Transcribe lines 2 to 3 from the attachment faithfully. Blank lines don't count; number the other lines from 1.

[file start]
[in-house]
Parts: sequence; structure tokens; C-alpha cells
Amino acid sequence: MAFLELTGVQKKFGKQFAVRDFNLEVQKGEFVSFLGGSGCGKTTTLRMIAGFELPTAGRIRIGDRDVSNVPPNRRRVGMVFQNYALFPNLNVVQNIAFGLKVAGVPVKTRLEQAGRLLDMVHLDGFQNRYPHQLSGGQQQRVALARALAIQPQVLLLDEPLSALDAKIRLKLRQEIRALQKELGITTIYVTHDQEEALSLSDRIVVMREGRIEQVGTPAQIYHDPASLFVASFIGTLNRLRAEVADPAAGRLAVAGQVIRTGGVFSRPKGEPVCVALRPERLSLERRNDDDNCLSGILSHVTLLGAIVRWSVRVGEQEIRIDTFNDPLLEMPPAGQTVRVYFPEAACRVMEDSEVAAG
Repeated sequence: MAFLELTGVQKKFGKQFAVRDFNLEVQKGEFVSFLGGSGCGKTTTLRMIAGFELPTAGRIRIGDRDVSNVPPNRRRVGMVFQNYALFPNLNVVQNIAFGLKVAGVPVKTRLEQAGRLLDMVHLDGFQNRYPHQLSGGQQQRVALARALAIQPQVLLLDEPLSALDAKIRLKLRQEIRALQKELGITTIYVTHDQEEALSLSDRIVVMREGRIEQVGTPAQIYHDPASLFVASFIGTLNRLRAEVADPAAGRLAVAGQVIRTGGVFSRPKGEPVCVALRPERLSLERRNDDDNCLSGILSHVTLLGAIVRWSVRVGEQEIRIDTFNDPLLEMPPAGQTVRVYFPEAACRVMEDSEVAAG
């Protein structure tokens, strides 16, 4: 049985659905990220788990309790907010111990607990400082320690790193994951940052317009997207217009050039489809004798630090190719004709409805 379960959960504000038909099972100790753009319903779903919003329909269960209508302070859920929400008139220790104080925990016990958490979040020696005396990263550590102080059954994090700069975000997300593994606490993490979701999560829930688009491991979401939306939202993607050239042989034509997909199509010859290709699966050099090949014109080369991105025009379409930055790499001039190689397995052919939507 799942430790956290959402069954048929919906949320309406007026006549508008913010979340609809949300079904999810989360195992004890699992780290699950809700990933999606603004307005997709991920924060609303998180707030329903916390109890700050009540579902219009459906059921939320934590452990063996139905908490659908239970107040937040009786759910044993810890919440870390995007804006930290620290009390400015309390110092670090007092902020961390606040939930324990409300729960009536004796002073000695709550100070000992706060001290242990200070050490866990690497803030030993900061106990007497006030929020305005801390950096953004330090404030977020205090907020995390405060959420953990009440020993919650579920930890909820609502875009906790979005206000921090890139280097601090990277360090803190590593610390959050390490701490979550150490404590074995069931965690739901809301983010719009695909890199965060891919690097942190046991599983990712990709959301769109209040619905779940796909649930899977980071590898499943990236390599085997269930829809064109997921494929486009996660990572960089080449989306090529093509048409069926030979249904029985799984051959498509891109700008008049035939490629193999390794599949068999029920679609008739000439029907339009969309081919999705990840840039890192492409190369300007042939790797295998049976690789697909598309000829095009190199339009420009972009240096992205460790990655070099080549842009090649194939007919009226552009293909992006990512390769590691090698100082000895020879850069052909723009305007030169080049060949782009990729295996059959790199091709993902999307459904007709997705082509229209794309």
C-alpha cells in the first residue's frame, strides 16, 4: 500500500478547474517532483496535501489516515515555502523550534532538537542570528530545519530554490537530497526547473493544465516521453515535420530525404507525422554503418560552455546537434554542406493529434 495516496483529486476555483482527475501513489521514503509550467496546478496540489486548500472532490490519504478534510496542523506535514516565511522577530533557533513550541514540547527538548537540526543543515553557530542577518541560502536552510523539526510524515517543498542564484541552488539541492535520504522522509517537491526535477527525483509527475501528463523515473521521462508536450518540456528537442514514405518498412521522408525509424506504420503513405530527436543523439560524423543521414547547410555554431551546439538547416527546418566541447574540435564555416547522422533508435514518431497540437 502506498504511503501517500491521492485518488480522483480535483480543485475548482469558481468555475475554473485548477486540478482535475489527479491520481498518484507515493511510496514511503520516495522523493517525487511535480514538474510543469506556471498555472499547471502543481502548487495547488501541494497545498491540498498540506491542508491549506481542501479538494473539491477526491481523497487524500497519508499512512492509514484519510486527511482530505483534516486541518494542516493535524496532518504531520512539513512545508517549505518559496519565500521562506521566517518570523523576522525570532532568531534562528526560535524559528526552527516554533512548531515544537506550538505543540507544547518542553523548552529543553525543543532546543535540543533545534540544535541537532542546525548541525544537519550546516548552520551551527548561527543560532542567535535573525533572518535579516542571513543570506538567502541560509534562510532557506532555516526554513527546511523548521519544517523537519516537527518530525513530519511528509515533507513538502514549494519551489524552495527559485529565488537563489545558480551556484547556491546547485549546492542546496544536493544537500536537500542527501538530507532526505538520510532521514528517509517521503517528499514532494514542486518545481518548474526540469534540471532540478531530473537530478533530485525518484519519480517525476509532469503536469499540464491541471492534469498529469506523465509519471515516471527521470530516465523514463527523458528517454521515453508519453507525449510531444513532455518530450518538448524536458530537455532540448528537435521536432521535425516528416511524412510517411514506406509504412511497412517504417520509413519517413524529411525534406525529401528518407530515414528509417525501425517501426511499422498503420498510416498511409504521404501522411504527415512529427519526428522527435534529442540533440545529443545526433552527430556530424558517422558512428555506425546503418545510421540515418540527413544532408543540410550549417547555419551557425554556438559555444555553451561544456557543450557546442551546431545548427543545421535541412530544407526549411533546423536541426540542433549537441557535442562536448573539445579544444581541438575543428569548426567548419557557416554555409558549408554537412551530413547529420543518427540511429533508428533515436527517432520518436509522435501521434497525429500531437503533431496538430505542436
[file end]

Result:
Parts: sequence; structure tokens; C-alpha cells
Amino acid sequence: MAFLELTGVQKKFGKQFAVRDFNLEVQKGEFVSFLGGSGCGKTTTLRMIAGFELPTAGRIRIGDRDVSNVPPNRRRVGMVFQNYALFPNLNVVQNIAFGLKVAGVPVKTRLEQAGRLLDMVHLDGFQNRYPHQLSGGQQQRVALARALAIQPQVLLLDEPLSALDAKIRLKLRQEIRALQKELGITTIYVTHDQEEALSLSDRIVVMREGRIEQVGTPAQIYHDPASLFVASFIGTLNRLRAEVADPAAGRLAVAGQVIRTGGVFSRPKGEPVCVALRPERLSLERRNDDDNCLSGILSHVTLLGAIVRWSVRVGEQEIRIDTFNDPLLEMPPAGQTVRVYFPEAACRVMEDSEVAAG